This post continues on from a previous post: Where is Your Digital Hub/Home?
In a previous post, I talked about POSSE and PESOS, and publishing on your own site vs other platforms, syndicating content back and forth and content ownership. I mentioned that I’d opted for the PESOS approach, and that I was publishing content on other platforms, then syndicating it back to my own site. Let’s take a look at how that happens.
First of all, I’m running WordPress. Since I’ve been working with WordPress for years, and since my full time job has me working with it as well, this made a lot of sense. Even without those motivators though, WordPress has a huge community, is open source, is a really solid publishing platform, is built from the ground up to be completely customizable through plugins, and has an incredibly powerful themeing system (which basically allows you to do whatever you want).
One of the other things WordPress has going for it is a long history of providing data import and export tools. You’ve always been able to get data into and out of WordPress with relative ease, so it seemed like getting a bunch more data in there would be a reasonable goal. With the advent of Post Formats (in WP 3.1), WordPress also has a native way of hinting at how different types of data should be displayed, plus Custom Post Types (since WP 3.0) mean that if you really want to get crazy, you can step completely outside of the normal “Post” model and get really custom.
One of the things that got me started down the road of actually getting control over my content was “The Great Twitter 3200 Tweet Debacle” (I made that name up). Because of technical constraints, Twitter only allows you to access your most recent 3200 tweets. I’ll give you a few seconds to let that sink in. Twitter. Only allows you to access. Your most recent 3200 tweets. Your own tweets. Has that hit home yet? Here you are producing all this stuff, thinking it’s yours, and Twitter actually decides what you can and can’t access. Before I hit that 3200 mark (I was up to around 3100 at the time), I vowed that I’d get something figured out to get a copy of all of my tweets stored somewhere that I controlled.
I roughed out a really basic importer for WordPress that would access my public timeline (previously available via unauthenticated requests) and download them into WordPress. At the time I was importing them as a custom post type so that they wouldn’t show up in the rest of my blog, but that approach has changed now. I got my tweets and I was happy, so I left it running for a while and continued grabbing copies of tweets and stuffing them away in my WordPress, without displaying them publicly anywhere.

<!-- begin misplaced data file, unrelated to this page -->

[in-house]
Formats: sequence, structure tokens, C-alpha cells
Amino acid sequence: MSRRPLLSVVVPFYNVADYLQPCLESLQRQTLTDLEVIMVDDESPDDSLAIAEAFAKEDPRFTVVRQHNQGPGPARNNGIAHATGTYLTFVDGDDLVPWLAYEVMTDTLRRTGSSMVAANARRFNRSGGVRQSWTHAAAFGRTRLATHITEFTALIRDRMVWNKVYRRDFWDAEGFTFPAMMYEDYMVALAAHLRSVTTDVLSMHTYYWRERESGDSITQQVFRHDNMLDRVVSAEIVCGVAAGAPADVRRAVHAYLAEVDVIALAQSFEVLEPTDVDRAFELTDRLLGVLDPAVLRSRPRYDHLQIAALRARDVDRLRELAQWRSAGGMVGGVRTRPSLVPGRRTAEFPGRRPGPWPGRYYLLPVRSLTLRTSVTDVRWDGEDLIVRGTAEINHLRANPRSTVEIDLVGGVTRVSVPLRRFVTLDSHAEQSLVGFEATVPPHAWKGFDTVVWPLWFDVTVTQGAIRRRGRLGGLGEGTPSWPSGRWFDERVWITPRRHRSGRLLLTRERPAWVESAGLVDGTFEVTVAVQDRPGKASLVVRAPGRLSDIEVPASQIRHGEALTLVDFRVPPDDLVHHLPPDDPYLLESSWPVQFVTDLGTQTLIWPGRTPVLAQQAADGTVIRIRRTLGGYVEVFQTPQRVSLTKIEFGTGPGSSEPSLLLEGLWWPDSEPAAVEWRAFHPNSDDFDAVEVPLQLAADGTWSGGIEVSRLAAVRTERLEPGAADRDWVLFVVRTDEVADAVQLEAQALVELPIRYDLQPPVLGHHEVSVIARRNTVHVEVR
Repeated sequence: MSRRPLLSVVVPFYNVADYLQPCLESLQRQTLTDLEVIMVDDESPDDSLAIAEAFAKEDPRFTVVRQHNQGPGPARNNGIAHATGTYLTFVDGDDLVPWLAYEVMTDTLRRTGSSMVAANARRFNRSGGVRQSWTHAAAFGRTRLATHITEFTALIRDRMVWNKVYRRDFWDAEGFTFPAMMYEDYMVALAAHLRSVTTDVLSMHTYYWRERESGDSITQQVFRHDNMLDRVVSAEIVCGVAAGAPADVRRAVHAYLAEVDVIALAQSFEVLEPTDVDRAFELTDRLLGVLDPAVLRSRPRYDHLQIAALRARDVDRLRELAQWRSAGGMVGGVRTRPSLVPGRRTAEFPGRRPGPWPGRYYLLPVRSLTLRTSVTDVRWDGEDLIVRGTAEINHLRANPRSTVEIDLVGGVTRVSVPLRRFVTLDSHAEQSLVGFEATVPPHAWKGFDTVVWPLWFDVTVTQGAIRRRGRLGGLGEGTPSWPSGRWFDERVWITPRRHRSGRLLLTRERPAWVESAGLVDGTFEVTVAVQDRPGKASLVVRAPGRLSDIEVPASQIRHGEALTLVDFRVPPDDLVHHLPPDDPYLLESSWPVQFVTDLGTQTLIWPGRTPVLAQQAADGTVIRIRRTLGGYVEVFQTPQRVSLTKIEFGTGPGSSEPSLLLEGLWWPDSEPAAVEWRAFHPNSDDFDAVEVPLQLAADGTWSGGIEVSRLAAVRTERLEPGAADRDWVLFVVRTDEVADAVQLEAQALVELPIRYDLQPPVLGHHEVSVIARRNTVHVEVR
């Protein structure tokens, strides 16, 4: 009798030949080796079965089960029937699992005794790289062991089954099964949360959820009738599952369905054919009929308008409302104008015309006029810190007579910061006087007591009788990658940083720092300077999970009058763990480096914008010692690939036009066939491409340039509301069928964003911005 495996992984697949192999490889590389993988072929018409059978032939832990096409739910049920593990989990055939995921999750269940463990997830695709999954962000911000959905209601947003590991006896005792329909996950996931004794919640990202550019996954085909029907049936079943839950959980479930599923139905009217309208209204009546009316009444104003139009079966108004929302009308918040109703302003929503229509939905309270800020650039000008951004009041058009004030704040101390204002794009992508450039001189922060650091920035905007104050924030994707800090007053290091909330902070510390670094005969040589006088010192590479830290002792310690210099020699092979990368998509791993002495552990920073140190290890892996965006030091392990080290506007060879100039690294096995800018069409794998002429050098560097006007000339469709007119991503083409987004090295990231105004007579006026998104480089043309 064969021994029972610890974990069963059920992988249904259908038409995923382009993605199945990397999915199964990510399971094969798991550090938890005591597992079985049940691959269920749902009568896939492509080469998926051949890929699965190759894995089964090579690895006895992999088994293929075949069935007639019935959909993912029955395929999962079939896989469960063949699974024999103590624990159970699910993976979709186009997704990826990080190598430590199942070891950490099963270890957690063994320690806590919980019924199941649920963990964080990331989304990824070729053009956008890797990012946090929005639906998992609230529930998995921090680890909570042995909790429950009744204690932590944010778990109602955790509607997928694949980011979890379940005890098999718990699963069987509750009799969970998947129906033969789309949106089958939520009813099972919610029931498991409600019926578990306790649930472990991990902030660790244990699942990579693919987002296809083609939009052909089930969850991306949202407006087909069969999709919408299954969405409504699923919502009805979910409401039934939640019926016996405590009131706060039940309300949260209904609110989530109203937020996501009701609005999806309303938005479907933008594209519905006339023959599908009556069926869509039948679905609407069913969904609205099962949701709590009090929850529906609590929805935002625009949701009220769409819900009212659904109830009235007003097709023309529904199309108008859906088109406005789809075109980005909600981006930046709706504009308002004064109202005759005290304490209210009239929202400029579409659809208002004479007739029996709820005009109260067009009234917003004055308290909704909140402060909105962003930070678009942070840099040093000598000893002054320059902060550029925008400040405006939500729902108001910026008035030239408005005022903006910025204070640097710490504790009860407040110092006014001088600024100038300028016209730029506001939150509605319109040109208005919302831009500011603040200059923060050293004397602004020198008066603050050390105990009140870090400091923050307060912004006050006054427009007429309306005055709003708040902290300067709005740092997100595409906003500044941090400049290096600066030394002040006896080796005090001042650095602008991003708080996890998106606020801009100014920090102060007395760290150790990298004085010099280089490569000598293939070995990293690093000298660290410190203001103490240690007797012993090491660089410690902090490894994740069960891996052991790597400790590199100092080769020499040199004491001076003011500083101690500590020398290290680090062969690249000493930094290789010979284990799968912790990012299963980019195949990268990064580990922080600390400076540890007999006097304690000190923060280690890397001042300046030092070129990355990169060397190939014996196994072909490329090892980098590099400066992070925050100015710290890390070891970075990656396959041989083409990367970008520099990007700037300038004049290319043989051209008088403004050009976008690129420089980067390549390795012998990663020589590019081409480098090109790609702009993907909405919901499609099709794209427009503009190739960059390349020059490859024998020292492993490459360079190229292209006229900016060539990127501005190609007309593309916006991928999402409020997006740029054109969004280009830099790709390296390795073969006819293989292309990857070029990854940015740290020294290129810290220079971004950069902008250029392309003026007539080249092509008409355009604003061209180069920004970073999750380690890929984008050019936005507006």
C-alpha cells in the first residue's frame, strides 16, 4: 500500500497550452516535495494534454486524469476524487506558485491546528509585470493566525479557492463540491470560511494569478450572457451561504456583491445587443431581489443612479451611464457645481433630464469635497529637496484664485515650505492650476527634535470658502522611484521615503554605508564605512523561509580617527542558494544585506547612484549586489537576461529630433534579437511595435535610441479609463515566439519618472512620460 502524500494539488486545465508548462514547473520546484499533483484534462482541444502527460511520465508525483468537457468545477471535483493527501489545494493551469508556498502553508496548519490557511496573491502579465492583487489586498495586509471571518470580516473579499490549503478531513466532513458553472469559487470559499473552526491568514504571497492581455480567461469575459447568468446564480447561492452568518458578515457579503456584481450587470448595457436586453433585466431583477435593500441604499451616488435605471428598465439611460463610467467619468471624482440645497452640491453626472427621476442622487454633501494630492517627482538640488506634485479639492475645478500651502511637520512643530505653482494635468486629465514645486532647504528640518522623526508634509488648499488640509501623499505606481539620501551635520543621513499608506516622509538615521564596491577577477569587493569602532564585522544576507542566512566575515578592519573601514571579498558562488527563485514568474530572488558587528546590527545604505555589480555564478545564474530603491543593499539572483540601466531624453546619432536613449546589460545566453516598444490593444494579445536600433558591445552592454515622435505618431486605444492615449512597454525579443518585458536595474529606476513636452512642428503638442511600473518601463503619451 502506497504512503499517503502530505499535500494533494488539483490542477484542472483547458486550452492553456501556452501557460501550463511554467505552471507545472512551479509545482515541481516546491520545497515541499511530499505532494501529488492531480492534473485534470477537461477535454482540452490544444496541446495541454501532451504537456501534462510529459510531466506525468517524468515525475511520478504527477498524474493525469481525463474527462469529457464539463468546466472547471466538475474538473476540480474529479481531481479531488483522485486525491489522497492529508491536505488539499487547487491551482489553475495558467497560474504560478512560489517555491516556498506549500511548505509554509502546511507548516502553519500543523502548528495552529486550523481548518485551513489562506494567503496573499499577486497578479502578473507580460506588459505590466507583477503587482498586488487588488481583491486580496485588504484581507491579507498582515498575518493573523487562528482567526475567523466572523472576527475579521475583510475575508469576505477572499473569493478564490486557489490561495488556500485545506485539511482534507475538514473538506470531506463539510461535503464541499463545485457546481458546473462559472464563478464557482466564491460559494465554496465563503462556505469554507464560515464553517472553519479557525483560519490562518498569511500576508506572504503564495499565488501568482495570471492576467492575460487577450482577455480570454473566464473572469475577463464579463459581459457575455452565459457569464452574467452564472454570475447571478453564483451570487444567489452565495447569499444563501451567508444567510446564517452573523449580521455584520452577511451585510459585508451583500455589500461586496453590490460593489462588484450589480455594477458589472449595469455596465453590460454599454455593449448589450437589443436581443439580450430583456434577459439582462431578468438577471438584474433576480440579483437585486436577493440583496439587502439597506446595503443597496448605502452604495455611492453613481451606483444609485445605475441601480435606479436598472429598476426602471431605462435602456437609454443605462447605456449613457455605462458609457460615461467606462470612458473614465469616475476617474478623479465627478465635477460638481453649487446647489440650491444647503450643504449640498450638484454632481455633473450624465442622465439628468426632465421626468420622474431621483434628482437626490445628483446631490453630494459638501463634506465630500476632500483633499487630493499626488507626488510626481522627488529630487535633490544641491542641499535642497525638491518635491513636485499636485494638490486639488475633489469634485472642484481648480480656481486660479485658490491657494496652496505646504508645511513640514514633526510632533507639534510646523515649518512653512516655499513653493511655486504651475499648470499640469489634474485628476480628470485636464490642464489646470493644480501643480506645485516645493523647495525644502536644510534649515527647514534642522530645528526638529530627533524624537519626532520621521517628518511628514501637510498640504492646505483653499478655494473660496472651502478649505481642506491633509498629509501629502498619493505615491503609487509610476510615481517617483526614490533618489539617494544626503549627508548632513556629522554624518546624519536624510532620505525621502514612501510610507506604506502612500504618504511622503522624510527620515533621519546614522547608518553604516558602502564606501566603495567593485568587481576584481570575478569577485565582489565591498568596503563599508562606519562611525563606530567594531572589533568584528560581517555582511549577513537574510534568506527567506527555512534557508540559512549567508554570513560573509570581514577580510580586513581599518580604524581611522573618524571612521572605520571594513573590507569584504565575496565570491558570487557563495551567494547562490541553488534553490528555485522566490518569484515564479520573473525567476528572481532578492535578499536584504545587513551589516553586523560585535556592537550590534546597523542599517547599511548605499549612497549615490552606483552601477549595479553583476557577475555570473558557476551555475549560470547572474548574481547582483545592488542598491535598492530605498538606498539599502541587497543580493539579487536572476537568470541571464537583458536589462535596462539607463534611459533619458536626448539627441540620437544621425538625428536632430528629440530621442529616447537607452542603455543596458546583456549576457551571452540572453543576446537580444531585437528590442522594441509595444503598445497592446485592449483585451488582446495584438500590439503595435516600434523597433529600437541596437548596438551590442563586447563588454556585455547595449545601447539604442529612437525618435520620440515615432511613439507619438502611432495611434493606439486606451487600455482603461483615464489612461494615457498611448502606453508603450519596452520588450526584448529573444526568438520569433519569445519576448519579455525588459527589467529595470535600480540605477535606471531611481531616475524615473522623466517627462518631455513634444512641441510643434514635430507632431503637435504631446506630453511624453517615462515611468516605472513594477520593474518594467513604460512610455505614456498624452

A while later, I started thinking about where else I might be producing content that I would be unhappy about losing access to. I pretty quickly came up with a shortlist of services where I was producing meaningful enough content that I wanted to ensure that I had a copy of it. This was my immediate list:
Since I’d already written one importer, I figured I’d just go ahead and write similar ones for everything else. That’s when I came up against the realization that most of these other services weren’t going to make it as easy as Twitter had, and in fact, Twitter was changing its policy as well, so I’d soon need to authenticate with my importer before I could pull down any data.
The prospect of re-implementing the OAuth stack (or something similar) in each importer, a bunch of times, was not something that excited me. That put me down a path that had me building Keyring, a generic authentication framework for WordPress that allows any plugin to tie into it, use it to handle the authentication flow, and then future authenticated requests to external services.
Once that was built, I converted the Twitter importer I had over to using it, then got started on the other services. With a lot of copy-paste, and once I’d worked with each service, I had a good feel for what was being repeated in each one, and decided to build a standardized base importer library which could handle a lot of that. I then back-ported all of the importers into using the base code, and now we have Keyring Social Importers. Each individual importer is only a few hundred lines of code, and I can slurp down content from Flickr, Delicious, Twitter, Foursquare and Instagram.
I now have each of these importes running on an hourly WP Cron to grab any new content that pops up on that service, and download it into my WordPress. Each data type is handled differently, and all valuable data possible is downloaded (including original-sized images where available, geo data from services that support it, tags, links, etc). Everything goes into WordPress where I have complete control over it. I stuff a copy of the entire raw block of import data in a postmeta value in case I want to re-process it later somehow differently.
With all of this new data though, I quickly came to realize that a “normal” WordPress theme, even one that supports different post formats, kind of breaks down under this sheer volume of data, and the different ways that it makes sense to display them. I now have over 10,000 posts, with 4,700 different tags. In addition to Standard posts, I’m using Asides, Status, Link, Gallery and Image post formats. On a normal day, I’m likely to have around 15 posts of some type or another. Using most themes, this becomes an endless flood of similar-looking content, which is about as exciting to look at as a raw printout of a dictionary.
What I needed, was a completely custom theme to handle all of this data.
To be continued.